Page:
Did you buy your boots in Alabama?

Take Sierrajim's advice. Do your own shell fit, liner out. Fit the shell for width.

Try the boot without socks to see if that helps. Don't ski without socks. I ski in an ultra-thin sock.

Footbeds will probably be needed.

Go back to the shop and heat the $hit out of the liners. The area where you are having the problem may not be part of the heat fit system. Make sure your heal is seated all the way back. Use toe cups to fill the front of the boot.

Do you trust this guy to blow out the boot? It is done often but it's best if the guy has done it before: . Every boot that I have ever owned required adjustment in the area where you have pain.
post #22 of 29
Do your feet have any lumps or bumps...many feet do, including my left. The right way to deal with these is for the shop to find that spot and either grind away some of the inside of the boot shell or heat and expand (punch out) the shell in that spot. If one foot is just wide, they can grind or punch out the shell over that area. Yes, liners will stretch or pack out over time, but the shell needs to match the shape of your foot first.

You might try phoning that shop, tell them that you have some real problem feet, and ask who is their best person to fit boots to those tough-to-fit feet. Find out when that person works and drop in then for the adjustments. (Sometimes a minor exaggeration is OK....) Do keep coming back until the boots fit like they were made for you. They need to be snug, much snugger than rental boots, and should be the smallest in all dimensions without discomfort. When the boots feel good AND have zero slop between leg movements and ski movements, you're fitted right.

Pronation and footbeds
Alignment and canting

I feel that properly fitted boots, including custom flexible footbeds if needed, provide the most skiing benefit for the money. I've had both rigid and flexible footbeds made by expert bootfitters, and the flexible footbeds are both more comfortable and make the skiing better.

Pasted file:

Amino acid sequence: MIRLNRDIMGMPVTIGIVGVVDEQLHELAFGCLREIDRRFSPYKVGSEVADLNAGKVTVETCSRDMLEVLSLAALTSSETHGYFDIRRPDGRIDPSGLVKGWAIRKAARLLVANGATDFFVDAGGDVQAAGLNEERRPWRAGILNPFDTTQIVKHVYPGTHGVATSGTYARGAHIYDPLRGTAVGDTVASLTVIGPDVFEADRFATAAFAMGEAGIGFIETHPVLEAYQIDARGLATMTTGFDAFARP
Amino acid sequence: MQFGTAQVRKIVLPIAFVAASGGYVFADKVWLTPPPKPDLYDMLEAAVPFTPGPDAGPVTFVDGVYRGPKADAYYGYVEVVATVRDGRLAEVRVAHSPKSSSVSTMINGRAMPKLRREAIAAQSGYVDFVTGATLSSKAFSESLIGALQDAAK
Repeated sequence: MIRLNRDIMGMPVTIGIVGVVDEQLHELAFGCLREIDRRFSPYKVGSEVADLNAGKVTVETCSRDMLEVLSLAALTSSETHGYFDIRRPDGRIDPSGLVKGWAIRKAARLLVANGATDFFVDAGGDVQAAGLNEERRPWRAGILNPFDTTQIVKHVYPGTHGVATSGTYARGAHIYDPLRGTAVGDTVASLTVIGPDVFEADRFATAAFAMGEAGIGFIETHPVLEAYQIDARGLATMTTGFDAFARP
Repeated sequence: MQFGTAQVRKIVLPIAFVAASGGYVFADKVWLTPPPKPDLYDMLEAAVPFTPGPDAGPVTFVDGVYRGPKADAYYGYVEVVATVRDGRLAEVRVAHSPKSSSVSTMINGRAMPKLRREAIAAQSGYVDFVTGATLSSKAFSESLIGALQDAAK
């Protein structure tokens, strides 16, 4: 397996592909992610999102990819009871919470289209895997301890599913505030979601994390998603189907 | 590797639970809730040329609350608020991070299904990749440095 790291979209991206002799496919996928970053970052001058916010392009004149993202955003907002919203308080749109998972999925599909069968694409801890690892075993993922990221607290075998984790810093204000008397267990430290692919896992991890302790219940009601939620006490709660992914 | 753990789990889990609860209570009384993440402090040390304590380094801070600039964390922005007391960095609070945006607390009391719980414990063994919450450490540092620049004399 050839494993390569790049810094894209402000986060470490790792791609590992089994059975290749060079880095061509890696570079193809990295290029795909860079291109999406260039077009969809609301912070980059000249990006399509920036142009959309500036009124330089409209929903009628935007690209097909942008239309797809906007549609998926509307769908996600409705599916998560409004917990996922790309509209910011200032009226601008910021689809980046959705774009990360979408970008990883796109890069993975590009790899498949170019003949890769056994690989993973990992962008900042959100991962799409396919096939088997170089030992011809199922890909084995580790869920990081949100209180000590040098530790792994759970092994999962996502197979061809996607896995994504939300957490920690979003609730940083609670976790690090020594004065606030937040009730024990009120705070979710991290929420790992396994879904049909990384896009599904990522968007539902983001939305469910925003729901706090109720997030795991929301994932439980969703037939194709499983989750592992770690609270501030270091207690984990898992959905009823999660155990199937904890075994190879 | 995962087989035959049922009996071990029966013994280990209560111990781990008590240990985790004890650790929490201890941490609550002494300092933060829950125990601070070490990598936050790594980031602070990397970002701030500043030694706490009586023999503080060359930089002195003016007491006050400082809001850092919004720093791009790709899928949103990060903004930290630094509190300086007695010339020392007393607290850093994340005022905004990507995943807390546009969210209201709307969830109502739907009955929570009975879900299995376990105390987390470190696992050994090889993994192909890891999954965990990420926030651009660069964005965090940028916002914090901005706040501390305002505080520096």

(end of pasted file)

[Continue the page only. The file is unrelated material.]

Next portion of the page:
Ken
post #23 of 29
Thread Starter 
UPDATE: I got in my boots again for awhile tonight (on my skis) stayed in them for about 45 minutes...Right boot is perfect! left boot: still getting a little bit of pain on the outside forward part of my foot. There is no numbness and I can wiggle my toes...i'm thinkin maybe i need to get the left boot reheated again and it will fix my problem...i don't know yet if i'll have to get the shell widened...time will tell, and thanks for all the help!
post #24 of 29
If it doesn't hurt or go numb in 15 minutes, go skiing before you stretch it. If you go skiing for an hour and it starts to hurt or go numb, then stretch it out. Of course it will suck to have to rent boots for the rest of the day, but it would also suck to have your boots stretched out too big for you. Also don't forget that when you are skiing and flexing the heel is in the heel pocket and your foot is a little further back where the boot is a tiny bit wider.
post #25 of 29
Thread Starter 
i think its gonna work out...i just must be used to the "roomy" rentals!
post #26 of 29
Make sure you stop about 2 hours into the first day and check your feet to make sure every thing's o.k.. Frostbite's a bitch.
post #27 of 29
Quote:
Originally Posted by Ghost View Post

Frostbite's a bitch.
I don't think you can get frostbite in Alabama.
post #28 of 29
Quote:
Originally Posted by Ghost View Post
If it doesn't hurt or go numb in 15 minutes, go skiing before you stretch it. If you go skiing for an hour and it starts to hurt or go numb, then stretch it out. Of course it will suck to have to rent boots for the rest of the day, but it would also suck to have your boots stretched out too big for you. Also don't forget that when you are skiing and flexing the heel is in the heel pocket and your foot is a little further back where the boot is a tiny bit wider.

I just had orthotics made and neeeded to get new boots as my size dropped with the big adjustment to the my arches.

The boots are Head S12's and feel nice and vaccum tight wihout any bad spots. However, when I wear them for 15 to 20 minutes, my feet start to go numb. The liners are very tight...even when I take them out and wear them alone. The shell size is perfect and should not be an issue.

I have not heat-fitted them yet.

Question: will they expand when I do? Should I do that before skiing in them?
post #29 of 29
The SH3 liner is very thick. It will compress significantly as it is skied in. The heat treatment is a good idea prior to skiing.

SJ